Rutherford Cross has been hosting a number of virtual events as part of its ‘keeping you connected’ series throughout lockdown. These sessions have been aimed at allowing the senior finance community to share information and best practice when dealing with the unprecedented circumstances of the last three months.
A common topic which has been brought up increasingly over the last few weeks has been the return to the office – what might that look like post lockdown and how best employers can prepare for it safely, whilst maintaining some sort of normality while ensuring employee safety and wellbeing.
To help our network navigate through this we invited Katy Wedderburn from MacRoberts LLP to talk us through some of the main points employers should be considering just now in employment law. Katy is a Partner at MacRoberts and is accredited as a specialist in employment law by the Law Society of Scotland.
It was a highly informative session which focused around four key themes; health and safety consultation, managing employee expectations, refusal to return, and disability discrimination considerations for ‘extremely vulnerable’ (shielding) and ‘vulnerable’ employees returning to the workplace.
Below we share some of the key takeaways from the session.
Engagement is Key
Engagement with staff prior to office return is key. There are statutory obligations for employers to consult the workforce about health and safety. Employers should carry out a risk assessment on the office environment and larger employers must share the information/conclusions with their staff.
Some key things to consider as part of a consultation would be; can social distancing be achieved safely, processes for cleaning and sanitizing of the office, the need for PPE; whether it is necessary for employees to be back in work or can work be done from home; and alternatives to working arrangements.
Katy directed people to the HSE website which provides guidance on these areas; and more.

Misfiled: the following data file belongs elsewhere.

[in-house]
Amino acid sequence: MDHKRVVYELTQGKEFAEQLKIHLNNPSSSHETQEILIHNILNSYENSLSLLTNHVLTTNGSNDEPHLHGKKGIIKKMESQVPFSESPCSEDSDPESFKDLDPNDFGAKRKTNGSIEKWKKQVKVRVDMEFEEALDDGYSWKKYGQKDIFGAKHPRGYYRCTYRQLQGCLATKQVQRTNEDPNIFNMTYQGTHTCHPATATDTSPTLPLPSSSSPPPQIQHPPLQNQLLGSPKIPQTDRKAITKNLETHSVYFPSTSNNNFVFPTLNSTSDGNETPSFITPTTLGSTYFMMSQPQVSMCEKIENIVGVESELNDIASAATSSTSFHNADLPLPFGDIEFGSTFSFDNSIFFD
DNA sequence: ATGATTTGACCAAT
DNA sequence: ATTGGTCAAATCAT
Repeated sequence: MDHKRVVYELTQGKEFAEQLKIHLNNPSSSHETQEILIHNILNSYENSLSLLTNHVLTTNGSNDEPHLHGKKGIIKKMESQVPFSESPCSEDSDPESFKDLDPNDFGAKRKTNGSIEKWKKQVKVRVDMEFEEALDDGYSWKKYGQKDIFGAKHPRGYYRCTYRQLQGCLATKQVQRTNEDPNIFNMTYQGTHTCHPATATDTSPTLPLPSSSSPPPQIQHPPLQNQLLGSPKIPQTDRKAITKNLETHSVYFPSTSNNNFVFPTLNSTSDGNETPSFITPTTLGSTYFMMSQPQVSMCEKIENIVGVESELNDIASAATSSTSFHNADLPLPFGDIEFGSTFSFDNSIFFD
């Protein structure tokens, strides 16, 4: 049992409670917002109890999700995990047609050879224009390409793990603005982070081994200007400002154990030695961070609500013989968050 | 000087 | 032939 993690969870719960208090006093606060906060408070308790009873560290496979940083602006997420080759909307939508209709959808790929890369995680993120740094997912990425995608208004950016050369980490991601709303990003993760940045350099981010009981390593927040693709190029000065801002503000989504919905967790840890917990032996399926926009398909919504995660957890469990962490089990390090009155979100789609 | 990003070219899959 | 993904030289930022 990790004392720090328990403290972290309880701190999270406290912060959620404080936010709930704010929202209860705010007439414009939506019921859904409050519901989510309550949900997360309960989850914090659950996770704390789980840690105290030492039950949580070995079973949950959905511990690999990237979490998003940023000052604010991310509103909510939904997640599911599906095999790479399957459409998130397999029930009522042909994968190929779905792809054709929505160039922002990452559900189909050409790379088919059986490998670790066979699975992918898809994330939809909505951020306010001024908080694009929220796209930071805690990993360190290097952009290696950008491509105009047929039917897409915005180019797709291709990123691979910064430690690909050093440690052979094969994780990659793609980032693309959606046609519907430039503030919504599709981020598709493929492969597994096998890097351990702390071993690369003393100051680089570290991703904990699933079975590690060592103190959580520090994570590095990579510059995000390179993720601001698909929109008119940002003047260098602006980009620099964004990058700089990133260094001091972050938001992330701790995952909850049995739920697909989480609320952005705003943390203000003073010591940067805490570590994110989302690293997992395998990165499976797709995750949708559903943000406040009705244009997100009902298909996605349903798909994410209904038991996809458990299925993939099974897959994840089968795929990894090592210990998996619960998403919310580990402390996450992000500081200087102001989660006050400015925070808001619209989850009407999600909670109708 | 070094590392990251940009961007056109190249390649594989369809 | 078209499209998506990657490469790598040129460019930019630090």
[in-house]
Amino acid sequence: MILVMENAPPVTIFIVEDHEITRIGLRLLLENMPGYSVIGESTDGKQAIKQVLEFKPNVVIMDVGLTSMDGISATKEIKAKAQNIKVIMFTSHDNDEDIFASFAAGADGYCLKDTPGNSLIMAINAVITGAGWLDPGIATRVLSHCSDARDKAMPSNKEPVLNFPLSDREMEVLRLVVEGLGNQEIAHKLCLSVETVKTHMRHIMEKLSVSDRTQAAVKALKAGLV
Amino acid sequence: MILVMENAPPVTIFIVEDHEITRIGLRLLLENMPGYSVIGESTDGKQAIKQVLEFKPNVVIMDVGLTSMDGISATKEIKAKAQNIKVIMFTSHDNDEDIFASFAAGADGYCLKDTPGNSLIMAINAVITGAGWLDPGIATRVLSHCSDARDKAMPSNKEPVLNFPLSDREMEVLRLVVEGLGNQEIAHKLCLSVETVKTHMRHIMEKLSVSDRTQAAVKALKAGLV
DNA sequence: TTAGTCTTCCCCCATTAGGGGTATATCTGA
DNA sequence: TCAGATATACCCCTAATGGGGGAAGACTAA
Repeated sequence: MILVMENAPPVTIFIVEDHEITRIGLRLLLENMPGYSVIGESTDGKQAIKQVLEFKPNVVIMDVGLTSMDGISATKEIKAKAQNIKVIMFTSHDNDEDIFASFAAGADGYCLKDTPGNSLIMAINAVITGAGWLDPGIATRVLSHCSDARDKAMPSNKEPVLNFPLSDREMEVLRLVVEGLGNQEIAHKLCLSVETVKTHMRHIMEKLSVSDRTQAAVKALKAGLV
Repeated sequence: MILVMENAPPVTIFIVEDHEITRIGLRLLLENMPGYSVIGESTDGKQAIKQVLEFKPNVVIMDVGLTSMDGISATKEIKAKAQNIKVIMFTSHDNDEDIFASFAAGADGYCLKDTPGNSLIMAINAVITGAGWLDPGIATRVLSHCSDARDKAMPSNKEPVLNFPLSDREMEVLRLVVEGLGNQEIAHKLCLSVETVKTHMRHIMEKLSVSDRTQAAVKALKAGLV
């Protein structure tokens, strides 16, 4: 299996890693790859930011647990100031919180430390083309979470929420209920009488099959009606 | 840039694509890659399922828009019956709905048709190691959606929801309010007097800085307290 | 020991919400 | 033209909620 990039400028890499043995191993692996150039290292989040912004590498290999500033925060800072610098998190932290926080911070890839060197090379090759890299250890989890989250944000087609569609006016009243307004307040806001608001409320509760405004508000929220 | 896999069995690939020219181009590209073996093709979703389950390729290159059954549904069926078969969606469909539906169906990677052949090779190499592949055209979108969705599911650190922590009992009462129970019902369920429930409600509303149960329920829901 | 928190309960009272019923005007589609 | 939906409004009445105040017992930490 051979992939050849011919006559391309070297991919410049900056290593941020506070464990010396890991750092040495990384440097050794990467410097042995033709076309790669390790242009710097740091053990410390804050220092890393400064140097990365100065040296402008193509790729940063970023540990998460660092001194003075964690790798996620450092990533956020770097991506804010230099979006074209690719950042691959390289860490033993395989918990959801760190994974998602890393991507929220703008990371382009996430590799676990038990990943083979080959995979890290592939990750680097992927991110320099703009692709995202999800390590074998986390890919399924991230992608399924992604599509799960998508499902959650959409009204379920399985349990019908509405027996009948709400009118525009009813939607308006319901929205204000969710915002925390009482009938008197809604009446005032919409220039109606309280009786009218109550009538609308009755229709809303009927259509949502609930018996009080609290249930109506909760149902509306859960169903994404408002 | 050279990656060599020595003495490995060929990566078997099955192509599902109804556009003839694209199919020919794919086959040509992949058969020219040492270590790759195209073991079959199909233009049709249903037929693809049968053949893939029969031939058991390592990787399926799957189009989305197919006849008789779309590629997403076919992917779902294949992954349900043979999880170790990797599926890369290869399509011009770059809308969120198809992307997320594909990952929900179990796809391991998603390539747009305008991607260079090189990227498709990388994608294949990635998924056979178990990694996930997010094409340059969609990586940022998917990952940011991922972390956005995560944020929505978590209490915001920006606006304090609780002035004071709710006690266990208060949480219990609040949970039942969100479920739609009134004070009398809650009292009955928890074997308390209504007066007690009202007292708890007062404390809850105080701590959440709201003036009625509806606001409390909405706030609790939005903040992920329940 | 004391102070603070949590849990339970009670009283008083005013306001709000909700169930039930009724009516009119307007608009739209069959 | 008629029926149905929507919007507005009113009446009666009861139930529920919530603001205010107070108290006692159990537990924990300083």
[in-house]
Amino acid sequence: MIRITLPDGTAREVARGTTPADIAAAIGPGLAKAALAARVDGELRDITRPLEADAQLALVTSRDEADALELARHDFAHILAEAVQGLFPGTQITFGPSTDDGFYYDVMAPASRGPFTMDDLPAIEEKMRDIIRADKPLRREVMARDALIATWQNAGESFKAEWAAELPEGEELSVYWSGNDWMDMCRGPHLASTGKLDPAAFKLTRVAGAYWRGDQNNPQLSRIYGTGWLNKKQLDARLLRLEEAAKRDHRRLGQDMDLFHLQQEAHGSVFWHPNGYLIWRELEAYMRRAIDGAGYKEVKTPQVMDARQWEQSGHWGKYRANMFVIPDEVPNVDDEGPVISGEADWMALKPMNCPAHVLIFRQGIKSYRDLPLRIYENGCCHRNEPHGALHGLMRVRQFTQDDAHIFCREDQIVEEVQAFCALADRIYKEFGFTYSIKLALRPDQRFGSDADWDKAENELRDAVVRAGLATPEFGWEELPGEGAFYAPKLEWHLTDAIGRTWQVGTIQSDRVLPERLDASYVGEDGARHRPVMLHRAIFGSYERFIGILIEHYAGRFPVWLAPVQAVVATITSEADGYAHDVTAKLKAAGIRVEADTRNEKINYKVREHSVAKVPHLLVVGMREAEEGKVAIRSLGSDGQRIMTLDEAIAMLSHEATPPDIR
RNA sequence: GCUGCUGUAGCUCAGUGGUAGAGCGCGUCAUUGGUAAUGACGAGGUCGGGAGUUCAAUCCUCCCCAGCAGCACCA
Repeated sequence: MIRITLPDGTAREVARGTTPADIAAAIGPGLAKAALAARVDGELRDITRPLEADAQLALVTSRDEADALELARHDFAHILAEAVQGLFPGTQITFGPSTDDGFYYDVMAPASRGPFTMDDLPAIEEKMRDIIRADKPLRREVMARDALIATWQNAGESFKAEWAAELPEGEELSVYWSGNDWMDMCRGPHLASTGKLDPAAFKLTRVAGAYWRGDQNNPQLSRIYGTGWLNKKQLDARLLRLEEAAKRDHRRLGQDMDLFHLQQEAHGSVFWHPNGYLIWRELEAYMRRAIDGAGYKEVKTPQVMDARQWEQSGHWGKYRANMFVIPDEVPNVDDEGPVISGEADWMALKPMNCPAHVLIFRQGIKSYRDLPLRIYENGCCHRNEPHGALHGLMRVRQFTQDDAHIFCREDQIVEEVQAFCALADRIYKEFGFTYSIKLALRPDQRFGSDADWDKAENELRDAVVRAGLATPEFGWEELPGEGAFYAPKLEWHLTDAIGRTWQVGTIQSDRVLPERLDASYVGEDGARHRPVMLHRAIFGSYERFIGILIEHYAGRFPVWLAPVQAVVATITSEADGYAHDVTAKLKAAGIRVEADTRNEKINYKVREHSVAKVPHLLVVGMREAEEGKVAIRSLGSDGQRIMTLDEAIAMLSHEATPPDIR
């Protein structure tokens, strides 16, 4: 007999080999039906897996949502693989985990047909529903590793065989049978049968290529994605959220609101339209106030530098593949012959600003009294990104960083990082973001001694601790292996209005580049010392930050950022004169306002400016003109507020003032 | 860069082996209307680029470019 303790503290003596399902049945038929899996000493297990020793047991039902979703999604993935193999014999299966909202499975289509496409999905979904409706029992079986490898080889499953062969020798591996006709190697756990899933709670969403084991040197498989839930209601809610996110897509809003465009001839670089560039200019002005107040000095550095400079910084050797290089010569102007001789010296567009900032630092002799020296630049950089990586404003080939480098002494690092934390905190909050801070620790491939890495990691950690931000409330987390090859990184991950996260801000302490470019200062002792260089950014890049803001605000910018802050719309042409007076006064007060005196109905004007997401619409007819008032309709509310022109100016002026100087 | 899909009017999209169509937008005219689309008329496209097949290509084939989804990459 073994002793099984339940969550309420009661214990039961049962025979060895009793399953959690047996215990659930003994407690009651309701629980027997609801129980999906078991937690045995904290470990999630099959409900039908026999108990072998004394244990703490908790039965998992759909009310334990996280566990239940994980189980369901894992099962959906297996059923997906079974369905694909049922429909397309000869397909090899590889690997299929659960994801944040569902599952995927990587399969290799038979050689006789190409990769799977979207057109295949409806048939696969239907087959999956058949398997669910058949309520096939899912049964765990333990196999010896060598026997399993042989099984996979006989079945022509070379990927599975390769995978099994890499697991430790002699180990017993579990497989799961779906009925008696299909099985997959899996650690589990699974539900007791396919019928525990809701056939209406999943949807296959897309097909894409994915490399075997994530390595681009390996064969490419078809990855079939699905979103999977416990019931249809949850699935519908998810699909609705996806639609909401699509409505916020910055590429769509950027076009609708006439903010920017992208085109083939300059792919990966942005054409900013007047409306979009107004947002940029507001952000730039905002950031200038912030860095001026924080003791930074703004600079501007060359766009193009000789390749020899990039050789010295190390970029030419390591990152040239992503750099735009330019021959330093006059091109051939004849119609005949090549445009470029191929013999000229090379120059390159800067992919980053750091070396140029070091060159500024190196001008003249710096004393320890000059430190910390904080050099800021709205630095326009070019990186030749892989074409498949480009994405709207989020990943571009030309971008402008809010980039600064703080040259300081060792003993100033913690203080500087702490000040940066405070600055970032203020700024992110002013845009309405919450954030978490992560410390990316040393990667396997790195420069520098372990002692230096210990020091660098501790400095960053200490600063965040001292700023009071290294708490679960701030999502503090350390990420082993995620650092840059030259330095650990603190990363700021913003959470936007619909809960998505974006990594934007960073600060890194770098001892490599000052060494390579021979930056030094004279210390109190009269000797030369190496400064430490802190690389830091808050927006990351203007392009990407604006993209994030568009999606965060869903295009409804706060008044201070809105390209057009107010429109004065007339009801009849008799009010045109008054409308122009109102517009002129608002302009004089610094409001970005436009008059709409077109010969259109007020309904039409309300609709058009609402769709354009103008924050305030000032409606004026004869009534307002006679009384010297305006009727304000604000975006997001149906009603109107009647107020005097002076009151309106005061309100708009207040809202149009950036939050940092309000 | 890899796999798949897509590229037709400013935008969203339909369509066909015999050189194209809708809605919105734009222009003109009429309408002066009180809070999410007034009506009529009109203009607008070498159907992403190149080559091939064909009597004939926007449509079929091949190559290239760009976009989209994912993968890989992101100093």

Listen to your Employees
Employers should listen to employees concerns if they feel they can’t return to the office safely. Some employees might have situations at home preventing them to do so or they might feel the working environment is putting them at risk, particularly if they are classed as vulnerable (which includes pregnant women) or a shielding category.
Employees under these headings could qualify for protection from disability discrimination and employers may need to make reasonable adjustments to support an employee who has a disability to return in certain circumstances. Employers should be encouraging employees to come forward if they feel they fall into these categories.
If an employee feels they cannot return to work for a particular reason such as having no childcare, employers are encouraged to consider ways to assist them where possible, such as use of furlough scheme (prior to its closing), allowing flexible working, using annual leave, taking unpaid leave etc. All these areas should be explored where possible.
Overall the feeling is that most employers are engaging well with their employees and trying to work their way through what is a complex and ever-changing landscape with government guidance and legislation evolving regularly. We will likely see an increase in the demand for flexible working in the future as this period of sustained working from home has shown a lot of people can do their work effectively away from the office and it will make these requests harder for employers to refuse without good reason.
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